More than 2,000 persons have died in the past few months trying to cross the Mediterranean Sea. A mix of African, Syrian, Kurdish and Iraqi political refugees; men, women and children — all innocent victims of the various gangs who hold sway in this part of North Africa. The government of former Libyan leader Muammar Gaddafi used to restrain such moves. The insane war launched by then French president Nicolas Sarkozy and British Prime Minister David Cameron has turned this longstanding issue into an unbearable drama.
In Europe, reactions depend upon the geographical location: the farther north and east, the lesser the concern. In Italy and Greece, it has become a national issue. When Brussels bureaucrats calculate how these populations could be divided among the several European Union members, the nearest host centres are stormed by refugees. Greece obviously does not have the means to face the situation. In Italy, it has paved the way for all kinds of populism.
In mid-August, Italian Bishop Nunzio Galantino had particularly strong words for politicians “who make up their programmes [based] on the refugees’ skin [colour] whilst doing too little to help them”. These words came after Pope Francis pointed out that “not helping refugees was similar to committing a crime”. The whole Italian political class was shocked by the admonition, with the far-right Lega enjoining the Church “not to meddle in politics”. Yet the embarrassment of the political class was evident and some analysts started to reflect on how to put an end to this drama.
To start with, it is clear that the fate of countries that stand on the frontlines is of far lesser interest to those who stand behind — another example of the split between ‘Northern’ and ‘Southern’ Europe and also proof that the prevalent policies have failed. Once the refugees are at sea, especially if the makeshift boats sink, it is an internationally recognised obligation that they must be saved. Yet it is clear to all observers that any solution to the migrant crisis must start in Libya. The absence there of an organised state, the presence of all types of terrorists (see the horrible massacres perpetrated by Daesh — the self-proclaimed Islamic State of Iraq and the Levant — in Sirte) does not obviously help. An international military intervention is evoked from time to time but would it be feasible (a figure of 200,000 men on the ground is cited)? Hence, the vigorous diplomatic action led by the Italian government, and a statement issued earlier this month by the French, Spanish, Italian, British and American governments, to give United Nations-mandated Spanish negotiator Bernardino Leon all means to achieve his reconciliatory mission. Beyond the existence of two ‘governments’, one should recall there are 150 tribes in Libya, and 3,000 fighters who have come from abroad. Then, and only then, could a stabilising military force of UN ‘Blue Berets’ have a chance to achieve some results — as it is widely known airstrikes alone never brought peace to any conflict.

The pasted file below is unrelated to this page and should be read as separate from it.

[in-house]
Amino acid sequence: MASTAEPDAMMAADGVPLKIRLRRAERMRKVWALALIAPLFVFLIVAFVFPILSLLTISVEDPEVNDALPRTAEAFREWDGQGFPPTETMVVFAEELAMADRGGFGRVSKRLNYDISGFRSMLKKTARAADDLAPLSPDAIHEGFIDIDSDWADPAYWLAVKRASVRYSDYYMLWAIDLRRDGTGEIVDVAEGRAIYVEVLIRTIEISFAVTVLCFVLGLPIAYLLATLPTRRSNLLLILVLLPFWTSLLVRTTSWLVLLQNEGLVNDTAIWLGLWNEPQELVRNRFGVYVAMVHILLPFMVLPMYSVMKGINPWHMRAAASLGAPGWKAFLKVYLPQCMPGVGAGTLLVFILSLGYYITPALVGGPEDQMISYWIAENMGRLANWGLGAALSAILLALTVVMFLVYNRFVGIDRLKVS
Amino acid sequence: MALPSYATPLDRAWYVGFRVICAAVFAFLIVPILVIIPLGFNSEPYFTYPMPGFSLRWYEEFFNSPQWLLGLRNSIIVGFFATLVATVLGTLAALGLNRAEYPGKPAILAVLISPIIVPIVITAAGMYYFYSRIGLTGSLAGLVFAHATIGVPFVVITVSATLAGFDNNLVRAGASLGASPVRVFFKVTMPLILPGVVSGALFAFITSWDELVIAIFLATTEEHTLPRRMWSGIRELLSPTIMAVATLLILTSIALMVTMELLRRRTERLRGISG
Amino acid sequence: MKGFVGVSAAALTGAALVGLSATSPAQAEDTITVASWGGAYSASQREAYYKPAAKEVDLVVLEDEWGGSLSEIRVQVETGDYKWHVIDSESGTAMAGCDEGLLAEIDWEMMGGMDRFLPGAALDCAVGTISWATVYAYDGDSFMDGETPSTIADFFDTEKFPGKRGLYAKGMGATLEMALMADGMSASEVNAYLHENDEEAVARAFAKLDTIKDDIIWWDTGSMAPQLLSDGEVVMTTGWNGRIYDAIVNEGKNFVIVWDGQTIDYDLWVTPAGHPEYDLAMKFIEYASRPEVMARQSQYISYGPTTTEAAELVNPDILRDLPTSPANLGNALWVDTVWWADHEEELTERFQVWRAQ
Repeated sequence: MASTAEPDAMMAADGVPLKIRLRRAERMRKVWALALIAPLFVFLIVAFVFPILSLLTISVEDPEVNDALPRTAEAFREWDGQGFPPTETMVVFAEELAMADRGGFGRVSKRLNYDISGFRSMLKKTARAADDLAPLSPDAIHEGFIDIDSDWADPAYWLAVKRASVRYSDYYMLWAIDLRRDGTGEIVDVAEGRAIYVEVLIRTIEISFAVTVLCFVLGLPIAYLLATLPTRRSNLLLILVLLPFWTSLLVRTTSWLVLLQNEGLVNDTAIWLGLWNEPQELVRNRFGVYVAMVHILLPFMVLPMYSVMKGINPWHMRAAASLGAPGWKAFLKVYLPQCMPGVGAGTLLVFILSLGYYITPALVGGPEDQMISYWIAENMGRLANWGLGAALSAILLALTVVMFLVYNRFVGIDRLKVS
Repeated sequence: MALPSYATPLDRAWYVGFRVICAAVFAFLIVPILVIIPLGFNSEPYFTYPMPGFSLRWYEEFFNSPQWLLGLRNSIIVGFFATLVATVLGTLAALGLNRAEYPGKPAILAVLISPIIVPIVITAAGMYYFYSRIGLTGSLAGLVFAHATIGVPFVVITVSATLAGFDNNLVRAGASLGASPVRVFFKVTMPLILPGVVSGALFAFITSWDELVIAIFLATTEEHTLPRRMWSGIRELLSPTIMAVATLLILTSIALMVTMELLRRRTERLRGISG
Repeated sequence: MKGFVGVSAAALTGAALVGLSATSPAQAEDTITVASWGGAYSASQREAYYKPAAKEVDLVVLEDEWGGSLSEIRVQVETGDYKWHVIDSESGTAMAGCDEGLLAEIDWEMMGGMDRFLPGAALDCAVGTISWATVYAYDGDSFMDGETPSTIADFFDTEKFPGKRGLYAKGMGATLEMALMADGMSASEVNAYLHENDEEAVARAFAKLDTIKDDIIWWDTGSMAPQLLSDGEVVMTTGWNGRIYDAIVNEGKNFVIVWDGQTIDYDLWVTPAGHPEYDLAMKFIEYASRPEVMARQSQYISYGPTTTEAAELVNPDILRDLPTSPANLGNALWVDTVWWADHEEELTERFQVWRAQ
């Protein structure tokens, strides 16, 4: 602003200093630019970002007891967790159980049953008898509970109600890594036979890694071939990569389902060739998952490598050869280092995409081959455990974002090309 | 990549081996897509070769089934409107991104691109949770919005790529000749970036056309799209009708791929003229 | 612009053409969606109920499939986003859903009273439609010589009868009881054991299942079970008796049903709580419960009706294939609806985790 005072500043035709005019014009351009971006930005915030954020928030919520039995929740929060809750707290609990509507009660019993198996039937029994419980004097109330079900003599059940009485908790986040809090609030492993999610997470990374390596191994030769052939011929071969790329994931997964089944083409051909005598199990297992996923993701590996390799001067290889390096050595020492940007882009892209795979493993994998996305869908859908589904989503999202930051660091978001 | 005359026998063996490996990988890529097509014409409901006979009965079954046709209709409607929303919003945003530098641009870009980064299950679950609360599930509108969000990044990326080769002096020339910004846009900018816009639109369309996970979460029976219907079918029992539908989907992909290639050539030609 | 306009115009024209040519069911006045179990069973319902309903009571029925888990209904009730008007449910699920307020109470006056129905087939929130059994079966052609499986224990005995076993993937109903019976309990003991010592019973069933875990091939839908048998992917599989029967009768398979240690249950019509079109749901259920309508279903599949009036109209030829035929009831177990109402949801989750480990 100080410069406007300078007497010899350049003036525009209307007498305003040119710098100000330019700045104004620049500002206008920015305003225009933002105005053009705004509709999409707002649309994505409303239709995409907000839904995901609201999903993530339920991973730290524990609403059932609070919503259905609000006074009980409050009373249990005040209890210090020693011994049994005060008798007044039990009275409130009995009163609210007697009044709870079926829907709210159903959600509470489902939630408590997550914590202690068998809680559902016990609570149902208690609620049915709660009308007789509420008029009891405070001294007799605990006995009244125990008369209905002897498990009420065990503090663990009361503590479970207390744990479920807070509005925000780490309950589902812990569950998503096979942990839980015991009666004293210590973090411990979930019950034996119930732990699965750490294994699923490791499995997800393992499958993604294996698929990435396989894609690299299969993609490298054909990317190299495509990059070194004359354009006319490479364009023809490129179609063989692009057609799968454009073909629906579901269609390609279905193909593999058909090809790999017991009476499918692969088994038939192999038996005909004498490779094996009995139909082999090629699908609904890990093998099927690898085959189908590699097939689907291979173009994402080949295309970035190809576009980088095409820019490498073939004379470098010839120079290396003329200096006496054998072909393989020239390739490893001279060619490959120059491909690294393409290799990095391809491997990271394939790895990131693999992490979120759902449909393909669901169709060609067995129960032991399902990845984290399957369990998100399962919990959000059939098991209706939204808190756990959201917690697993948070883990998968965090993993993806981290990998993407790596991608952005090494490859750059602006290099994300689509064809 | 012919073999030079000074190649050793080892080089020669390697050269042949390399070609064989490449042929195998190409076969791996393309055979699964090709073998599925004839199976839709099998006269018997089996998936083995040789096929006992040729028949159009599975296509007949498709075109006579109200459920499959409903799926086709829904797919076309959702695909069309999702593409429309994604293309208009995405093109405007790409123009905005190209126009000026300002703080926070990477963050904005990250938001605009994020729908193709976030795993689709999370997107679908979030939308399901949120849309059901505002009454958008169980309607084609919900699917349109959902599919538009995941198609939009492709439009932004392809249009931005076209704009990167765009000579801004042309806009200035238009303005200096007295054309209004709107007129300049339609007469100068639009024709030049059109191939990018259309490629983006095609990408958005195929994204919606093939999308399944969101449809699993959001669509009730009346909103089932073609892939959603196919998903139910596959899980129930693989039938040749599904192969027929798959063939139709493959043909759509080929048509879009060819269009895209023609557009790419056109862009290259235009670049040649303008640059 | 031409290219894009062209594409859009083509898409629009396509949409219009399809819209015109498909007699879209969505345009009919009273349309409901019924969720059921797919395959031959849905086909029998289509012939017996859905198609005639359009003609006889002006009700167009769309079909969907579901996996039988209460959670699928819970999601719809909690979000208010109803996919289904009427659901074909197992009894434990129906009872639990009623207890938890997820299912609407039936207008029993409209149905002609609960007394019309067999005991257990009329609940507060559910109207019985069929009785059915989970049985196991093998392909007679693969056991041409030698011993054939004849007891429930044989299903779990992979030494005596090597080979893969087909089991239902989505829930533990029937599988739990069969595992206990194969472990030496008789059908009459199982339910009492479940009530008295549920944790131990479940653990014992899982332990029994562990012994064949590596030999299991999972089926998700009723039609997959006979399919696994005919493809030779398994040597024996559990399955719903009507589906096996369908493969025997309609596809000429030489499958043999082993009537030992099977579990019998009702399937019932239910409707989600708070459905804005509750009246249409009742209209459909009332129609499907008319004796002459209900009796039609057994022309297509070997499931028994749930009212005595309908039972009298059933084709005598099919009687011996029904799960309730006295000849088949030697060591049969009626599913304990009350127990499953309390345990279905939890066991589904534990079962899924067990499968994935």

Italy, despite its limited military forces (around 10,000 available soldiers) may have a special role to play in that matter, given its traditional knowledge of the country. As an editorial in the conservative Corriere Della Sera recently put it, there would be at least three advantages: 1) Such action would definitely curb the departure of refugees. 2) Italy would probably be the first to avail the opportunities from the resumption of oil drilling. 3) It would give Italy a role that it could not play during the Greek crisis, when it could hardly confront Germany.
France and Britain seem not to be in a position to assume such a role after their own misadventure in Libya, whereas it would certainly be rewarding for Europe that a ‘Southern’ state also shows it can be counted on whenever required. Such political ‘rebalancing’ would definitely be positive, even though the Italian political class still has to understand it.
A simple humanitarian action at the European level will only settle immediate issues. Decisive action must be undertaken at the very roots of the problems: in Africa as a whole, for sure; in the Middle East, certainly — but these are long-term matters.
Action should be taken at the departing point, effects of which will also be to put a stop to the growing terror threat in the area.It is time to give Italy the political support it needs to go ahead with the realisation of this plan.
Luc Debieuvre is a French essayist and a lecturer at Iris (Institut de Relations Internationales et Strategiques) and the Faco Law University of Paris.